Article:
Shows & Panels
- AFCEA Answers
- Ask the CIO
- The Big Data Dilemma
- Carrying On with Continuity of Operations
- Connected Government
- Constituent Servicing
- Continuous Monitoring: Tools and Techniques for Trustworthy Government IT
- The Cyber Imperative
- Cyber Solutions for 2013 and Beyond
- The Data Privacy Imperative: Safeguarding Sensitive Data
- Expert Voices
- Federal Executive Forum
- Federal IT Challenge
- Federal Tech Talk
- Mission-critical Apps in the Cloud
- The Modern Federal Threat Landscape
- The Path from Legacy Systems
- The Real Deal on Digital Government
- The Reality of Continuous Monitoring... Is Your Agency Secure?
- Veterans in Private Sector: Making the Transition
Shows & Panels
NIST issues the industry-developed final draft approach to help critical infrastructure providers secure their computer systems. The agency is accepting comments over the next couple of months and will issue a version 1.0 of the framework in February. Industry offered mixed reactions to the framework. Some said it's too broad while others said it provides a set of agreed upon basic cyber protections.
Karen Terrell, with the SAS Institute, will discuss how her company can help your agency manage its data.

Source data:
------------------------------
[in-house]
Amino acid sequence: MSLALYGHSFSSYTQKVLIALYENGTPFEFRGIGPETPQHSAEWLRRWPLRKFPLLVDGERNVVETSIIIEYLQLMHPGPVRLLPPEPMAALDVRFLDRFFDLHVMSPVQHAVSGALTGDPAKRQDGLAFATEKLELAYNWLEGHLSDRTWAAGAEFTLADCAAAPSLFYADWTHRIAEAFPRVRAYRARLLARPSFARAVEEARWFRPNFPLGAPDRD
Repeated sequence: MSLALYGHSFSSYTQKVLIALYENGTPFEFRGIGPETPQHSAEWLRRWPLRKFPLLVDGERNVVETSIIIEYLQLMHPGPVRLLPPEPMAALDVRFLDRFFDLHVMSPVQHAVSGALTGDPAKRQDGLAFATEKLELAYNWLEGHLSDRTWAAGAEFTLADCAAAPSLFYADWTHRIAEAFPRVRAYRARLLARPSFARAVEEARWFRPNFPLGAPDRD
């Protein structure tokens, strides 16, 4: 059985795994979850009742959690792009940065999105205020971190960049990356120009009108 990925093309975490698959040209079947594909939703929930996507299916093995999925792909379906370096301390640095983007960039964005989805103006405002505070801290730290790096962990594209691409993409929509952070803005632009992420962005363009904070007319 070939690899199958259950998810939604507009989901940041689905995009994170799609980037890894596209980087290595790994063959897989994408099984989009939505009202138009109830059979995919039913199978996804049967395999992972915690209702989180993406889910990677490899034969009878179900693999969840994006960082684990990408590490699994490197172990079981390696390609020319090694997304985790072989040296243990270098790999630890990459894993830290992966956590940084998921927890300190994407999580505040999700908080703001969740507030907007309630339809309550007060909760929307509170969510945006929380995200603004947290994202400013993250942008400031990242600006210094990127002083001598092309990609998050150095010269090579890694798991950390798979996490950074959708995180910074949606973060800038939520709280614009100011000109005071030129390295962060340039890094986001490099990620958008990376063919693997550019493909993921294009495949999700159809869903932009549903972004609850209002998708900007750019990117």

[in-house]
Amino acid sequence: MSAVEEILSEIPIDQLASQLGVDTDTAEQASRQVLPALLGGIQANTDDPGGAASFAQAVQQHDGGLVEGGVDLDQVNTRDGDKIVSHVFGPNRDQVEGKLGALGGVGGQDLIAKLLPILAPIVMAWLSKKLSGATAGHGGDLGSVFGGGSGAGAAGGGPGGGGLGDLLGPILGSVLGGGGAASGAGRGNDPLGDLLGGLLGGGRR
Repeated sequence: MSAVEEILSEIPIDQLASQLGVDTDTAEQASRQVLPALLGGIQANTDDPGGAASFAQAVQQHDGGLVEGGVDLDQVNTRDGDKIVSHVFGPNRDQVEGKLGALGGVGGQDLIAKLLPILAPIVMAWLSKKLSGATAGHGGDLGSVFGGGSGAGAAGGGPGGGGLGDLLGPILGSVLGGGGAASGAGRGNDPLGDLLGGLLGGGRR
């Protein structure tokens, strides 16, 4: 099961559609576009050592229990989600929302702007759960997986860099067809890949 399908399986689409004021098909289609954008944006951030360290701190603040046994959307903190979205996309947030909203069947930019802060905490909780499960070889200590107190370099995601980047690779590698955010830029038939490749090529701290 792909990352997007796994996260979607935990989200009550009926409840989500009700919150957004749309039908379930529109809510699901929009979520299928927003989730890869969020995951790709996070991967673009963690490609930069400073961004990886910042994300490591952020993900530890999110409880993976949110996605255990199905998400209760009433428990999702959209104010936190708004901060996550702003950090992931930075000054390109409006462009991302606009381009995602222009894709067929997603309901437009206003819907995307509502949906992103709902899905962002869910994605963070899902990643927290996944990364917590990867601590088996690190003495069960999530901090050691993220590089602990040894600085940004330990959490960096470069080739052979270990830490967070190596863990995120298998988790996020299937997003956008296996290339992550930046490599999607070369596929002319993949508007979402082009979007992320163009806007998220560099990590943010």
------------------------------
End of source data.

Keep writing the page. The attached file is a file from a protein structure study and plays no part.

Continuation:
October 22, 2013
In a letter to federal CIO Steve VanRoekel and federal CTO Todd Park, Oversight and Government Reform Committee chairmen want documents and information on whether the program went under a TechStat review and whether the White House made decisions that impacted the use of federal IT best practices.
Jason Healey, the director of the Cyber Statecraft Initiative for the Atlantic Council, endorsed an approach that would turn how government and the private sector work together to battle cyber threats on its head.
Russian authorities have arrested a man believed to be responsible for distributing a notorious software kit known as "Blackhole" that is widely used by cyber criminals to infect PCs, according to a person familiar with the situation. A former Russian police detective in contact with Russia's federal government told Reuters that the suspect, who is known in hacking circles as "Paunch," had been arrested.
The U.S. National Security Agency swept up 70.3 million French telephone records in a 30-day period, according to a newspaper report Monday that offered new details of the massive scope of a surveillance operation that has angered some of the country's closest allies. The French government summoned the U.S. ambassador for an explanation on Monday and renewed demands for talks on protection of personal data, as well as pledges that the surveillance would cease.
In a special commentary, Federal News Radio's Tom Temin asks, where were the crowd-sourcing, cloud-computing, agile-developing, data-dot-goving, code-a-paloozing studs who have been swept into so many agencies by the Obama administration before the launch of HealthCare.gov?
Inside the Reporter's Notebook: Acquisition, IT trends; Is cybersecurity awareness month still necessary?
News and buzz in the acquisition and IT communities that you may have missed this week.